2월 말에 아고라의 한 누군가가 이것에 대한 글을 썼던 것으로 기억이 난다.

Ecomonist 글에 대해서 기획재정부의 한 대변인이 강한 항의와 Economist의 편집장의 답변도 보면 좋을 것 같다.

 

우선 아래 기사는 여러 국가에 대해서 경제적인 위험에 대한 경각의 기사라 할 수 있다. 그래프만 봐도 대충 기사가 눈에 들어오는데, 자세한 것은 보고 직접 속으로 판단할 수 있을 것이다.

 

 

출처

http://www.economist.com/finance/displaystory.cfm?story_id=13184631

 

Domino theory

Feb 26th 2009
From The Economist print edition

Where could emerging-market contagion spread next?


 

THE drought of foreign capital is beginning to wreck many economies in central and eastern Europe. Currencies, shares and bonds are tumbling, and some economists fear that one or more of these countries could default on its foreign debts. Emerging-market crises have a nasty habit of spreading as investors flee one country after another. Some Middle Eastern markets, notably Dubai, are already in trouble. But which of the larger emerging economies are most vulnerable?

To answer that question in the past, economists used to pay most attention to the solvency of governments, and hence their debt-to-GDP ratios. But today, the biggest risk in the emerging world comes not from sovereign borrowing, but from the debts of firms and banks. As foreign capital dries up, they will find it harder to refinance maturing debts or to raise new loans.

 

..........

 

 

항의문

출처 (http://media.daum.net/politics/administration/view.html?cateid=1017&newsid=20090308183107389&p=viewsn)

South Korea's debt 

SIR - Your article about "emerging-market contagion" ranked countries according to their vulnerability to the global credit-crunch (Economics focus, February 28th). But you did not reflect the actual situation of the Korean economy. The article portrayed South Korea as the joint third-riskiest among the countries surveyed, citing "large short-term foreign debts and highly leveraged banks". This is simply not the case.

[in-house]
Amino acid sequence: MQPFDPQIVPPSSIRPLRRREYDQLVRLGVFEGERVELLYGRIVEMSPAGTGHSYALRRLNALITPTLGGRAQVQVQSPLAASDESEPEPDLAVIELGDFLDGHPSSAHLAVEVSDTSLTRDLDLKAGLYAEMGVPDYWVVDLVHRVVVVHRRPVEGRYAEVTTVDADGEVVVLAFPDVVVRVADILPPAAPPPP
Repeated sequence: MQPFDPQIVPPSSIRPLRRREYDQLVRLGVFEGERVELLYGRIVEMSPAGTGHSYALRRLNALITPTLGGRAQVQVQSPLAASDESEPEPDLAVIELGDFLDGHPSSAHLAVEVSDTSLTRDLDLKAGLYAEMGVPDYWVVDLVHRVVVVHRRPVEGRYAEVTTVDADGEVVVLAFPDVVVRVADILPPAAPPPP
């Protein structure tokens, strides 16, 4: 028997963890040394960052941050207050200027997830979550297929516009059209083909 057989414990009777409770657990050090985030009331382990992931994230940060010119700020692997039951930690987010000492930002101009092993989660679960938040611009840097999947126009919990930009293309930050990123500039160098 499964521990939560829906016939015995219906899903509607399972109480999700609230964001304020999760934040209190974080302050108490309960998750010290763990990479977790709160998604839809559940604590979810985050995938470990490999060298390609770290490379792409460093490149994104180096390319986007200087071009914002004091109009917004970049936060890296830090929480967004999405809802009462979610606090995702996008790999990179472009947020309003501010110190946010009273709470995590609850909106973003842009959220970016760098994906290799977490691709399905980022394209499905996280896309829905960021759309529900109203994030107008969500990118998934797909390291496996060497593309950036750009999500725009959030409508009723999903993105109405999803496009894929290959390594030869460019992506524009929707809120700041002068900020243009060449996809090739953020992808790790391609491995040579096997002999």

Let me provide you with accurate figures. South Korea's short-term external debt is 75% of its foreign-exchange reserves and it continues to decline. The South Korean banks' average loan-to-deposit ratio stood at 118% as of the end of 2008 and has been on the decrease since last June. 

Thus, the overall risk assessment for the Korean economy, as described in your article, relies upon incorrect information and estimates. 

Cheol-kyu Park 
Spokesperson 
Korean Ministry of Strategy and Finance 
Seoul 

 

 

Economics 편집자 의 답변

Editor's note: 

Our figure for short-term debt as a percentage of foreign-exchange reserves included all debt due within the next 12 months, the definition favoured by the IMF. At the end of December this was 96%. The figure of 75% includes only liabilities with an original maturity of up to one year; it excludes maturing long-term debt. Our loan-to-deposit ratio covered all commercial and specialised banks and excluded certificates of deposits, the same definition used for all the countries we surveyed. The Bank of Korea's latest figures show this to be 136% at the end of December.  

 

Posted by 김용환 '김용환'